In the capital of Chile, Santiago, grass has become a rarity due to a ten-year drought. The South American city is forced to limit water use and convince landscape designers to abandon lush green spaces, writes Reuters.
Over the past ten years, the climate of Santiago has changed — it has become much drier and eventually turned into a semi-desert, while earlier the projects of parks, gardens and squares were adapted to the Mediterranean climate. Now local municipalities are planning to plant plants along highways that consume little water, unlike the usual trees and bushes.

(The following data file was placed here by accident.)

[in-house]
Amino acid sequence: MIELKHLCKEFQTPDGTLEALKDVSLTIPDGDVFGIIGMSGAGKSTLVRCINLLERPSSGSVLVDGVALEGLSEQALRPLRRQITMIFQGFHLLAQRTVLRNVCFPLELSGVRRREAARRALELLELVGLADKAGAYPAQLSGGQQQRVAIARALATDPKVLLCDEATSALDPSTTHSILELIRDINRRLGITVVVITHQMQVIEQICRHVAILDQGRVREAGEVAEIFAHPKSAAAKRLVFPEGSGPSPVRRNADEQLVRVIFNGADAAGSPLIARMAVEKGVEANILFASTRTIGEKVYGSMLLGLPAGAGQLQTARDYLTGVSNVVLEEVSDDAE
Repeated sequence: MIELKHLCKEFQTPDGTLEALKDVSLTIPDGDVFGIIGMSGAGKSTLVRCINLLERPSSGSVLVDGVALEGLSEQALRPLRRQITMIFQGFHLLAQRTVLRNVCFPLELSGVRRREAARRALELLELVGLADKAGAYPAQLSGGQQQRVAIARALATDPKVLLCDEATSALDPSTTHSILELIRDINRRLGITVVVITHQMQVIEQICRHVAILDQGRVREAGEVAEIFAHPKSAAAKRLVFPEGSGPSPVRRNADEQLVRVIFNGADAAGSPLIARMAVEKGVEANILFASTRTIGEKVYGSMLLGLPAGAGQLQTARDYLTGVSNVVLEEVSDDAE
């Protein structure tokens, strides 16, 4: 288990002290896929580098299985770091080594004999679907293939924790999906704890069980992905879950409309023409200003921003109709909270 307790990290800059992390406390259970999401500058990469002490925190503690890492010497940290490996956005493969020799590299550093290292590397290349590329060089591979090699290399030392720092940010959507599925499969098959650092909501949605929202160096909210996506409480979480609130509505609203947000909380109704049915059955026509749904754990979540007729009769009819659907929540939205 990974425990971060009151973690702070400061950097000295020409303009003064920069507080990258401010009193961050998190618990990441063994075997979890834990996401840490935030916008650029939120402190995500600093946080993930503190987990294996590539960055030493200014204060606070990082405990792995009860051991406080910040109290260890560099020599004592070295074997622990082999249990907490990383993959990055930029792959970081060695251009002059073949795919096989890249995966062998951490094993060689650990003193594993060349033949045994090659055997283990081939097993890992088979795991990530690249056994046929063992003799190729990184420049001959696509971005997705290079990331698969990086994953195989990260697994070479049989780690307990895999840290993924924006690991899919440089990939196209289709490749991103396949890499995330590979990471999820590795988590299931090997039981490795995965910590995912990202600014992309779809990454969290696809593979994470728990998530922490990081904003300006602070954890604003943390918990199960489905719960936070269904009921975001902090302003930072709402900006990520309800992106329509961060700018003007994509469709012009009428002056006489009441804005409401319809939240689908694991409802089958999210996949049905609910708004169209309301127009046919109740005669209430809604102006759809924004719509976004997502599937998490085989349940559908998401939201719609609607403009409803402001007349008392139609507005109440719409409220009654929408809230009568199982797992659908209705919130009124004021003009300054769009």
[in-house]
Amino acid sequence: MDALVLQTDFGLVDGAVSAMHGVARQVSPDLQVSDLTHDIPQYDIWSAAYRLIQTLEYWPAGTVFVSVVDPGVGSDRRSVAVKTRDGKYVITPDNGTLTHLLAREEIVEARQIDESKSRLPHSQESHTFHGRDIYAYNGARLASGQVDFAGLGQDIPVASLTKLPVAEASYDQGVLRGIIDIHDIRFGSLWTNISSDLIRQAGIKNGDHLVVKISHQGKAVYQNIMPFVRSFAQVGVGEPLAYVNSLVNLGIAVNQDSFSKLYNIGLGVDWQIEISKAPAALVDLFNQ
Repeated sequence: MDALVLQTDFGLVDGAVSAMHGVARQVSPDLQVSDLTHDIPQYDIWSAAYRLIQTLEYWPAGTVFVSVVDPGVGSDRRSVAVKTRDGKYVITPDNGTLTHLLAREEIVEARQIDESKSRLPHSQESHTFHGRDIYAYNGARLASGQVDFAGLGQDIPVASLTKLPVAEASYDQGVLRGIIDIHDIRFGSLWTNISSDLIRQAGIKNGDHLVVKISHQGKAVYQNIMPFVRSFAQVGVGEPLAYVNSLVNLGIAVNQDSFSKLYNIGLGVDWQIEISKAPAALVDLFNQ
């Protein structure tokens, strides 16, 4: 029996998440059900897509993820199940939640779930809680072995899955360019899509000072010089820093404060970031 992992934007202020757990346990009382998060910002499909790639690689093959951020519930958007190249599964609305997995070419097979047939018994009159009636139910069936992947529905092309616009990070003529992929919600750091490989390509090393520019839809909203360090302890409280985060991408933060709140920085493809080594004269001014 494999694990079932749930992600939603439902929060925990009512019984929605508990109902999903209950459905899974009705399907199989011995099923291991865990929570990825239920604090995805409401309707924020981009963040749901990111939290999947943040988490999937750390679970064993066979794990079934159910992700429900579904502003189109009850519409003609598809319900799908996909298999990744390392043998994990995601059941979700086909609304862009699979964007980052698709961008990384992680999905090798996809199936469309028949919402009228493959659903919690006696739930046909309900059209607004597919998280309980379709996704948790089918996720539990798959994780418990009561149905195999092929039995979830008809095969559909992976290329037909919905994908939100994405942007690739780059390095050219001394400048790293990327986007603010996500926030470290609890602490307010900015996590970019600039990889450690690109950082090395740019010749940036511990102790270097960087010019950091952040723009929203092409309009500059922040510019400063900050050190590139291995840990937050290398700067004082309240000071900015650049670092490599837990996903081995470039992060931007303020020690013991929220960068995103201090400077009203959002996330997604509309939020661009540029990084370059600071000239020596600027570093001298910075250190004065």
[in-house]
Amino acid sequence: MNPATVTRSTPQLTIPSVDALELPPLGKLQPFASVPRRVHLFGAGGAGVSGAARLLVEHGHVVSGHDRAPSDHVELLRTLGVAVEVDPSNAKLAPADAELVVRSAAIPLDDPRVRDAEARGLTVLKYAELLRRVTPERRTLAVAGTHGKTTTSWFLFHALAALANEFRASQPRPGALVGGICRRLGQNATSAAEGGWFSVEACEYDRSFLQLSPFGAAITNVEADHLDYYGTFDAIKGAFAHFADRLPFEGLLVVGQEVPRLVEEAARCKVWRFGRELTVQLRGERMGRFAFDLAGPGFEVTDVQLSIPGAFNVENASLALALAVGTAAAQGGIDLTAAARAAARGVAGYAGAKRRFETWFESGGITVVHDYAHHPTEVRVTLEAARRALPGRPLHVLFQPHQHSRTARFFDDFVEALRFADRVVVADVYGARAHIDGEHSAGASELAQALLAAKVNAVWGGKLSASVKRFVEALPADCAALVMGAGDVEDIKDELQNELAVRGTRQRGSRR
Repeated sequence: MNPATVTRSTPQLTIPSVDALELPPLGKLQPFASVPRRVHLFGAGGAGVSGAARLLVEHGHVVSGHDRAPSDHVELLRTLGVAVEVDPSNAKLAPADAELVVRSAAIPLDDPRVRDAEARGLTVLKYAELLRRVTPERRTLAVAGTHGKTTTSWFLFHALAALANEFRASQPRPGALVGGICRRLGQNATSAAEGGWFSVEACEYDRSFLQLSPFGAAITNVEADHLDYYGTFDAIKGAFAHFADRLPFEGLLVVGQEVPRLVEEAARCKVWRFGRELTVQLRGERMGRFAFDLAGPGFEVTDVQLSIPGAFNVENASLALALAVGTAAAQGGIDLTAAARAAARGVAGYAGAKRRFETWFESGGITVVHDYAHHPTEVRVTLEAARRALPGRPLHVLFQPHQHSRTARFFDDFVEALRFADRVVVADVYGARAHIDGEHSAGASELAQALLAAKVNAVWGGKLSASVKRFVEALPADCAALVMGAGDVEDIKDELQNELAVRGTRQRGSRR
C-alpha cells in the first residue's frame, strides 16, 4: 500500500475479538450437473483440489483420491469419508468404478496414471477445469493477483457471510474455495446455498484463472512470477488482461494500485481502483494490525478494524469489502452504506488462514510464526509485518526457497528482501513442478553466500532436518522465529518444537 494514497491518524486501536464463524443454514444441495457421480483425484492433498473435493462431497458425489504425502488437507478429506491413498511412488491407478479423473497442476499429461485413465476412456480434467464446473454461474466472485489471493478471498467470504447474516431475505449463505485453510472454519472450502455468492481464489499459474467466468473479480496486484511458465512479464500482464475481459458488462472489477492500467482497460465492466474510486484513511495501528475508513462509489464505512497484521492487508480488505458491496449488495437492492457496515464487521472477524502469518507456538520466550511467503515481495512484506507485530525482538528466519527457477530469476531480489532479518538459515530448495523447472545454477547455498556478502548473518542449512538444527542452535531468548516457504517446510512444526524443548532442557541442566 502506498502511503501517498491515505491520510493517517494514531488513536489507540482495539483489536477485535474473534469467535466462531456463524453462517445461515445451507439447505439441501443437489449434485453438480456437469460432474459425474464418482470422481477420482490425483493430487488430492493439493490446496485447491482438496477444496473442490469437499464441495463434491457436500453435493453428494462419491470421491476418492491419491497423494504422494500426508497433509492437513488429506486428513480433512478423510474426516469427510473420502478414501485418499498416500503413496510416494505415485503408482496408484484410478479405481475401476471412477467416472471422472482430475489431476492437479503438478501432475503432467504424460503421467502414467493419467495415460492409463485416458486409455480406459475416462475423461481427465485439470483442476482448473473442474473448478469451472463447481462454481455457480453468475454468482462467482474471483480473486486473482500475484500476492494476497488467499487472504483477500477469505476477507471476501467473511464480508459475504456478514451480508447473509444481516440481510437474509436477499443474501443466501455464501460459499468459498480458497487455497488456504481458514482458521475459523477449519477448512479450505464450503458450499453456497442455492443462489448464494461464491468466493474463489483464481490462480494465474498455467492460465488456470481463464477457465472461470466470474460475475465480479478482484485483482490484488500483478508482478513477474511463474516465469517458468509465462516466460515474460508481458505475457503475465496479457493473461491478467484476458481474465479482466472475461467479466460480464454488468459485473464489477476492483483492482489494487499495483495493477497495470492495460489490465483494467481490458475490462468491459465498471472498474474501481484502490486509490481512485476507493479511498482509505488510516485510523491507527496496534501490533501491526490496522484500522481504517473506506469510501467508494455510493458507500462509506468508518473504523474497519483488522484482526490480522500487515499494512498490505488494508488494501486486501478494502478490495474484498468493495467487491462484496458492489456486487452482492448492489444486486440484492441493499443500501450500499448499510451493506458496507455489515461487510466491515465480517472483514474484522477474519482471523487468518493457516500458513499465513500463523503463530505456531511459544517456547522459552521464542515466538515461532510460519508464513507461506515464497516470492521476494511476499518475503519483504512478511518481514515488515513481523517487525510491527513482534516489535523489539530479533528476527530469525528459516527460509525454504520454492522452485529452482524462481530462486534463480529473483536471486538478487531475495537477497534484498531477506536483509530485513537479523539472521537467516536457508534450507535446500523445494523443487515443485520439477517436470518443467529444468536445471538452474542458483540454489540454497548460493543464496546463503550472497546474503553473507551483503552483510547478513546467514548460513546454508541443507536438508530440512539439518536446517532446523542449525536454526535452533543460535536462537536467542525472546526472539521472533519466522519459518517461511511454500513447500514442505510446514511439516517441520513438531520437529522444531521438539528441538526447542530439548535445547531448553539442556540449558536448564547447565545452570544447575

Green meadows and alleys can still be found in prestigious areas of the city, while they have almost disappeared from less prosperous areas. In Santiago City Park, canal water levels have dropped by 80 percent in recent years. Officials are working to upgrade irrigation systems and aim to prepare the park for a drier climate. For example, they replace natural lawns with artificial ones. According to the deputy director of the park, Eduardo Villalobos, the replacement of five hectares of lawn saved the city 300,000 liters of water.